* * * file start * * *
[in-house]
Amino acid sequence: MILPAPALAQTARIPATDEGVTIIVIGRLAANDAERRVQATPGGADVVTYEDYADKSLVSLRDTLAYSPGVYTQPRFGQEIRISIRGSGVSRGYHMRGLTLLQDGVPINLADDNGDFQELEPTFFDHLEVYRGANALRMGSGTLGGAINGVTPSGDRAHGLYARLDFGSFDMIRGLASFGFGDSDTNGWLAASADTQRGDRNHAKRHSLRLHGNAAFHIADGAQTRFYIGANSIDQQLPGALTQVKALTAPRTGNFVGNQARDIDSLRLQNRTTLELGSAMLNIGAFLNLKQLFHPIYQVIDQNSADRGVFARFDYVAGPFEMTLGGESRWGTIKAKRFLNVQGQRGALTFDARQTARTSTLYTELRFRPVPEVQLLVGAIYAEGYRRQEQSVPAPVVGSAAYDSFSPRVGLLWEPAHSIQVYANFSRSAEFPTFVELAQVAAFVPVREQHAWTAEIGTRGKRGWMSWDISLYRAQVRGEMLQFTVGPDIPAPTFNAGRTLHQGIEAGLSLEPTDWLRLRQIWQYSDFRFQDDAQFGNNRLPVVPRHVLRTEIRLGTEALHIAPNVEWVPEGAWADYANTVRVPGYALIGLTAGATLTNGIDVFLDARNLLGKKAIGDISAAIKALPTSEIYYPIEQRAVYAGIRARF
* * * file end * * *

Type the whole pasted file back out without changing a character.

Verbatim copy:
[in-house]
Amino acid sequence: MILPAPALAQTARIPATDEGVTIIVIGRLAANDAERRVQATPGGADVVTYEDYADKSLVSLRDTLAYSPGVYTQPRFGQEIRISIRGSGVSRGYHMRGLTLLQDGVPINLADDNGDFQELEPTFFDHLEVYRGANALRMGSGTLGGAINGVTPSGDRAHGLYARLDFGSFDMIRGLASFGFGDSDTNGWLAASADTQRGDRNHAKRHSLRLHGNAAFHIADGAQTRFYIGANSIDQQLPGALTQVKALTAPRTGNFVGNQARDIDSLRLQNRTTLELGSAMLNIGAFLNLKQLFHPIYQVIDQNSADRGVFARFDYVAGPFEMTLGGESRWGTIKAKRFLNVQGQRGALTFDARQTARTSTLYTELRFRPVPEVQLLVGAIYAEGYRRQEQSVPAPVVGSAAYDSFSPRVGLLWEPAHSIQVYANFSRSAEFPTFVELAQVAAFVPVREQHAWTAEIGTRGKRGWMSWDISLYRAQVRGEMLQFTVGPDIPAPTFNAGRTLHQGIEAGLSLEPTDWLRLRQIWQYSDFRFQDDAQFGNNRLPVVPRHVLRTEIRLGTEALHIAPNVEWVPEGAWADYANTVRVPGYALIGLTAGATLTNGIDVFLDARNLLGKKAIGDISAAIKALPTSEIYYPIEQRAVYAGIRARF